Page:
Fuzzy thinking

Natural language doesn’t fit neatly into logical or mathematical categories. That makes natural language processing difficult. But the problem is being addressed. Patrick Durusau cites an article[1] that suggests linguistic variables cannot be members of ordinary sets, that fuzzy sets may be a better way of handling linguistic terms.

What is a fuzzy set? In set theory, an entity is either a member of a set or it is not — a “binary” or discrete distinction, true or false. In fuzzy sets, an entity is more or less a member of a set, a continuous distinction. For example, if an object is a member of the fuzzy set red, then it can be more red or less red than another member. In normal sets, an object is either “1” or “0” as to its membership in a set. In fuzzy sets, an object can be “0.5” or “0.2” as to its membership.

But there are many linguistic terms that are discrete: singular-plural, male-female-neuter, past-present-future, perfect-imperfect and many others. The citation from the article in Durusau’s blog suggests the actual variable is the linguistic object itself: sentence, word, etc. The article says, “Linguistic terms are essentially subjective categories for a linguistic variable.” I don’t think so. Languages inflect for many categories, and that is hardly subjective.

I’ve got the article on order, so I will need to revisit this when I read it. Reality is a single perceptual unity. Humans divide up reality in different ways. And it does matter how you slice it!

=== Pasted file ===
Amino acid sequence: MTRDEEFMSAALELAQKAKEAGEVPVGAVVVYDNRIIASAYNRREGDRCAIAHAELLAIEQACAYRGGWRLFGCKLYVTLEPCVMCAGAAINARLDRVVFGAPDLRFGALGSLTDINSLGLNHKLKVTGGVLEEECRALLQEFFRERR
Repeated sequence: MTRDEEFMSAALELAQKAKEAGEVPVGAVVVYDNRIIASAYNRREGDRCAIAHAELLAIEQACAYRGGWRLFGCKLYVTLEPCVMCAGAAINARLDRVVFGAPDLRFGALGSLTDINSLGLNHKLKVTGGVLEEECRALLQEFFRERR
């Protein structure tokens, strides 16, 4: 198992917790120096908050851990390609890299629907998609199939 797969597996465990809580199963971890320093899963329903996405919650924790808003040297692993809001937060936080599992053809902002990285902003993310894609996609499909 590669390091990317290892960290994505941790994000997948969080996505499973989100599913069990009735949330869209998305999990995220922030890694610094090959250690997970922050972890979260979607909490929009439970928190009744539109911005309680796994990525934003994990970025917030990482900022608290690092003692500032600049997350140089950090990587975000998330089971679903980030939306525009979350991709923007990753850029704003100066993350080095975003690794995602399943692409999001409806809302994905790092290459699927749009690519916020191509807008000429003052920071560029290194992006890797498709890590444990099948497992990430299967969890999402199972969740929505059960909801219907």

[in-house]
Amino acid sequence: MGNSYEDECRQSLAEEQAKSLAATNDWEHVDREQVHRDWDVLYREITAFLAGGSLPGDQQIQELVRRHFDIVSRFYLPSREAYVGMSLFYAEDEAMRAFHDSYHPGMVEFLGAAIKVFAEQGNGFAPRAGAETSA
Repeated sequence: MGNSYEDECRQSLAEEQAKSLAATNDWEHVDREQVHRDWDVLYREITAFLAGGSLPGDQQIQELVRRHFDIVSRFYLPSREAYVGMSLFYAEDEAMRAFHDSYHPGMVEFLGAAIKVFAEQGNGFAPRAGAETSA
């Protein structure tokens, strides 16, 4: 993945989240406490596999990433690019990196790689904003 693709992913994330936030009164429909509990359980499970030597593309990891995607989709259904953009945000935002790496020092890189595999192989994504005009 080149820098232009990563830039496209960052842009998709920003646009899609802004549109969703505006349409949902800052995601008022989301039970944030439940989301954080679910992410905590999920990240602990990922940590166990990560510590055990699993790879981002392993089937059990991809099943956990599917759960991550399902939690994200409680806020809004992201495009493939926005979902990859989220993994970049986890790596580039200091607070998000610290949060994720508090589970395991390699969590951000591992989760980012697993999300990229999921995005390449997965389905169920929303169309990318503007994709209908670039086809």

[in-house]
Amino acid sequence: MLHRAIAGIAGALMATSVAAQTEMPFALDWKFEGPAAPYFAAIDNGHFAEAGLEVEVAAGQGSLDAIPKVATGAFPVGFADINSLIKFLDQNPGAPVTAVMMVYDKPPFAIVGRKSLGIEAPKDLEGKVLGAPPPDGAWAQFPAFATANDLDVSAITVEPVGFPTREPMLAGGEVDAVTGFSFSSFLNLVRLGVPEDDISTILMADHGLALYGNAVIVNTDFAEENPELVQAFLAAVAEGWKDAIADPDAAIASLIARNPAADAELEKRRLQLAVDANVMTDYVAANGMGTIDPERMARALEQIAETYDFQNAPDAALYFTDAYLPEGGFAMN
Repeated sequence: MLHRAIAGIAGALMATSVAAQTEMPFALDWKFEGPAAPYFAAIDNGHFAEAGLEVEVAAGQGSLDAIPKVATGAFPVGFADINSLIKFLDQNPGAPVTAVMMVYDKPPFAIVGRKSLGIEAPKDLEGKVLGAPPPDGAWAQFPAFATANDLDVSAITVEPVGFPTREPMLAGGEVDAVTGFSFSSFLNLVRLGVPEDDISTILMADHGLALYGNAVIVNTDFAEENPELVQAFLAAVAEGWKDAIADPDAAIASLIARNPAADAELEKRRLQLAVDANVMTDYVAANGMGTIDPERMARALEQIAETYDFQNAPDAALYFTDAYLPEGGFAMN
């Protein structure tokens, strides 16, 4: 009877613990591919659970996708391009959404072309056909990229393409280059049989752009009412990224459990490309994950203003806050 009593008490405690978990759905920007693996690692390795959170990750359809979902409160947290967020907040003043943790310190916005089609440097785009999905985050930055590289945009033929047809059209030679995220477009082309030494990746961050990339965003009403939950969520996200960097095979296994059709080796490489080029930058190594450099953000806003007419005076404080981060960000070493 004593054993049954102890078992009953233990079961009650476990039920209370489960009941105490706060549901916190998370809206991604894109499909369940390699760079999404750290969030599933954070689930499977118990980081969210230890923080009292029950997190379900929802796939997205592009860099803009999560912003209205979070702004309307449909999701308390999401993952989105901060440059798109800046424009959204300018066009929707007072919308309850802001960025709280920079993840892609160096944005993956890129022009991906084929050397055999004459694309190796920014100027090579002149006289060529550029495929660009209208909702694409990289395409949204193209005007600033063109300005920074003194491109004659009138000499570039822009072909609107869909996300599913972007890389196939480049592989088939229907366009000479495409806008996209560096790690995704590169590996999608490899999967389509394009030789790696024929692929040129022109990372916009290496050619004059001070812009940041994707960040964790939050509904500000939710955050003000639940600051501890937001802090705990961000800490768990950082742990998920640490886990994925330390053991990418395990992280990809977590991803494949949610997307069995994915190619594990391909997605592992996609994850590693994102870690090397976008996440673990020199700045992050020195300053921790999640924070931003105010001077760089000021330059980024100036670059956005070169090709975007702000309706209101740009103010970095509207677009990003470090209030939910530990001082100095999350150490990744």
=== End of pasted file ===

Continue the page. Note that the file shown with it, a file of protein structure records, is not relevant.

[1] H. Aktaș and N. Çağman, “Soft sets and soft groups,” Information sciences, vol. 177, iss. 13, pp. 2726-2735, 2007.
author = {Haci Aktaș and Naim {\c{C}}a\&\#287;man},
title = {Soft sets and soft groups},
journal = {Information Sciences},
year = {2007},
volume = {177},
pages = {2726-2735},
number = {13},
month = {July},
date-added = {2010-09-11 08:24:47 -0400},
date-modified = {2010-09-11 09:51:00 -0400},
keywords = {fuzzy sets}

Comments (2)

  • Kirk,

    I don’t think you should key so strongly on the use of the term “subjective.”

    The authors said: “Linguistic terms do not hold exact meaning, however, and may be understood differently by different people. The boundaries of a given term are rather subjective, and may also depend on the situation.”

    Nothing remarkable there and nothing inconsistent with your finding instances where traditional set theory would work.

    Nor does finding instances where traditional set theory would work mean that is applicable to all linguistic terms.

    Oh, btw, “linguistic term” was not being used as a label for terms used by linguists. Think names/labels in a natural language.

  • It’s what comes from commenting before reading the article (which will take awhile getting to me). :-(

    Does “linguistic term” mean “word in a language”, then? I’m having a hard time visualizing how that would be “fuzzy”.

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